“I’m willing to bet that was pretty much Cachat’s analysis,” LePic agreed with a nod. “And, if it was, it obviously worked, given Duchess Harrington’s evident attitude towards the negotiations. Not only that, but it set up the situation in which she brought us her version of what really happened on Mesa.”

    His three listeners looked at one another with suddenly thoughtful expressions.

    “You know, Denis,” Theisman said in a gentler tone, “if he’s been out of contact this long, the most likely reason is that he and Zilwicki were both killed on Mesa.”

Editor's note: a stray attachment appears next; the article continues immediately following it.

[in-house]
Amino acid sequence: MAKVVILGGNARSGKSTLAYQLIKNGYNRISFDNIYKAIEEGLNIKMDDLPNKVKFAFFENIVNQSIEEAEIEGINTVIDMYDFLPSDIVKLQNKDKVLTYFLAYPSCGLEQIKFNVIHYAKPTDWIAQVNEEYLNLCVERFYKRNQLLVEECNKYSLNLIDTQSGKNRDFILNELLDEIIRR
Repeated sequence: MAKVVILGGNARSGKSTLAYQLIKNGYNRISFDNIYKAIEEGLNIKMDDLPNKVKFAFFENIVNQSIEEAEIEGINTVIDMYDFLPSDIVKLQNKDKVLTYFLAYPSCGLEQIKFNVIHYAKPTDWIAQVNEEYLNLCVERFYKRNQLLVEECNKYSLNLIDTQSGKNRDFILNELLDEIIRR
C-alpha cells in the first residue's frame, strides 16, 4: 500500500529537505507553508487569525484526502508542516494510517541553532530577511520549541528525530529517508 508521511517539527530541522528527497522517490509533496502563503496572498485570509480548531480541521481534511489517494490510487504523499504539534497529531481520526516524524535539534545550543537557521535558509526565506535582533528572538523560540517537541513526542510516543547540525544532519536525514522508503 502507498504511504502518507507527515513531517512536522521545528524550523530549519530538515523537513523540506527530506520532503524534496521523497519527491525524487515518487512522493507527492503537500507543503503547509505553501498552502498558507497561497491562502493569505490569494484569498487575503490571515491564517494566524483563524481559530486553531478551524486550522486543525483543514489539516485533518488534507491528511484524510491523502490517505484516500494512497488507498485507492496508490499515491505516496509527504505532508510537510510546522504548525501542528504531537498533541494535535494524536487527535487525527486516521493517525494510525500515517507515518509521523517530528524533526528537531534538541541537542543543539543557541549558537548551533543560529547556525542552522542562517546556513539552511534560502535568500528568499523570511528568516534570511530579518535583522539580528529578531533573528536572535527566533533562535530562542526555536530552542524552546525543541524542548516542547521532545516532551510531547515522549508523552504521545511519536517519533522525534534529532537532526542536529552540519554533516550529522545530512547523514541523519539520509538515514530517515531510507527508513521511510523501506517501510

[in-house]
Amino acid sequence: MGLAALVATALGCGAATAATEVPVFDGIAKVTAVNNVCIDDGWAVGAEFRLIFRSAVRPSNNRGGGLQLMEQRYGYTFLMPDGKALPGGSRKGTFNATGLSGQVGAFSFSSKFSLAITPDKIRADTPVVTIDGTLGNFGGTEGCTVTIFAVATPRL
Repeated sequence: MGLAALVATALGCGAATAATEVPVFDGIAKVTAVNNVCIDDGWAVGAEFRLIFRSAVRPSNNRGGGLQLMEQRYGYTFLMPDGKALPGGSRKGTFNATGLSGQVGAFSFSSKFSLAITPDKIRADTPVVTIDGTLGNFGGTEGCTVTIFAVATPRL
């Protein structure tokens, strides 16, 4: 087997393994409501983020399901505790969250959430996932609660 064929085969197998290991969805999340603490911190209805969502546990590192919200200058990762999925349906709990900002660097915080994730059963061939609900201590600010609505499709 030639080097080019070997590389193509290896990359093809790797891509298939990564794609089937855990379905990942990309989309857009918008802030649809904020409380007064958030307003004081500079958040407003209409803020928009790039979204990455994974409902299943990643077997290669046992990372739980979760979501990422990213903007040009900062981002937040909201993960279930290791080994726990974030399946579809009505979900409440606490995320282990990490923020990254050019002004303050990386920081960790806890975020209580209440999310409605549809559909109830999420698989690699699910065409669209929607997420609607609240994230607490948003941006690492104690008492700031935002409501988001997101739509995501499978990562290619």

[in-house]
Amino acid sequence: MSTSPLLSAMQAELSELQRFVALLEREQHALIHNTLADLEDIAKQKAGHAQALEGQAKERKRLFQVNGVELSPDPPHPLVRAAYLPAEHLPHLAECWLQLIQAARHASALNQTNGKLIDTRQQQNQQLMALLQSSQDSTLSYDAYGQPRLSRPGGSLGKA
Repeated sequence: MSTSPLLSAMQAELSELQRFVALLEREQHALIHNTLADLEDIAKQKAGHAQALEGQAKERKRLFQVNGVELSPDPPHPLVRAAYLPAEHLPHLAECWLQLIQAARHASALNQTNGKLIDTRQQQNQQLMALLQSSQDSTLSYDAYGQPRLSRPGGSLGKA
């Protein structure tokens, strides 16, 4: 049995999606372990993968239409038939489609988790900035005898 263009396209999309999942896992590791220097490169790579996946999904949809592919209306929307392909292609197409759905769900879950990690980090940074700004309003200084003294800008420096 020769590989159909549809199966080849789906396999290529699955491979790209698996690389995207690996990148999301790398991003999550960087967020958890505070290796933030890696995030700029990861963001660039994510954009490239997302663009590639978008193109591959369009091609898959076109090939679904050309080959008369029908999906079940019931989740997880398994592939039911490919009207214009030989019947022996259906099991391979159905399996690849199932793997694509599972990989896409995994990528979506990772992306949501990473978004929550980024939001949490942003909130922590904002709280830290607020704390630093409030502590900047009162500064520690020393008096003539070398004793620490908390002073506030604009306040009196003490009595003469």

“I do know,” LePic admitted. “On the other hand, this is Victor Cachat we’re talking about. And he and Zilwicki are both — or at least were both — very competent operators. They almost certainly built firebreaks into and between their covers, whatever they were, on Mesa, not to mention multiple escape strategies. So it really is possible Zilwicki could have gone down without Mesa’s ever realizing Cachat was there. And if the two of them were deep enough under, especially somewhere as far away as the Mesa System, three or four months — or even longer — isn’t all that long a lag in communications. Not from a covert viewpoint, at least. I don’t know about Manticore or the Ballroom, but we don’t have any established conduits between here and Mesa, so his communications would have been circuitous at the very least, and probably a lot less than secure. And don’t forget — it’s been less than four months since Green Pines. If he did avoid capture, he might have been forced to lie low on the planet for quite a while before he could work out a way to get back out again. And if that’s the case, he damned well wouldn’t have trusted any conduit he could jury-rig to get reports back to us just so we wouldn’t worry about him! For all I know, he’s on his way home right this minute!”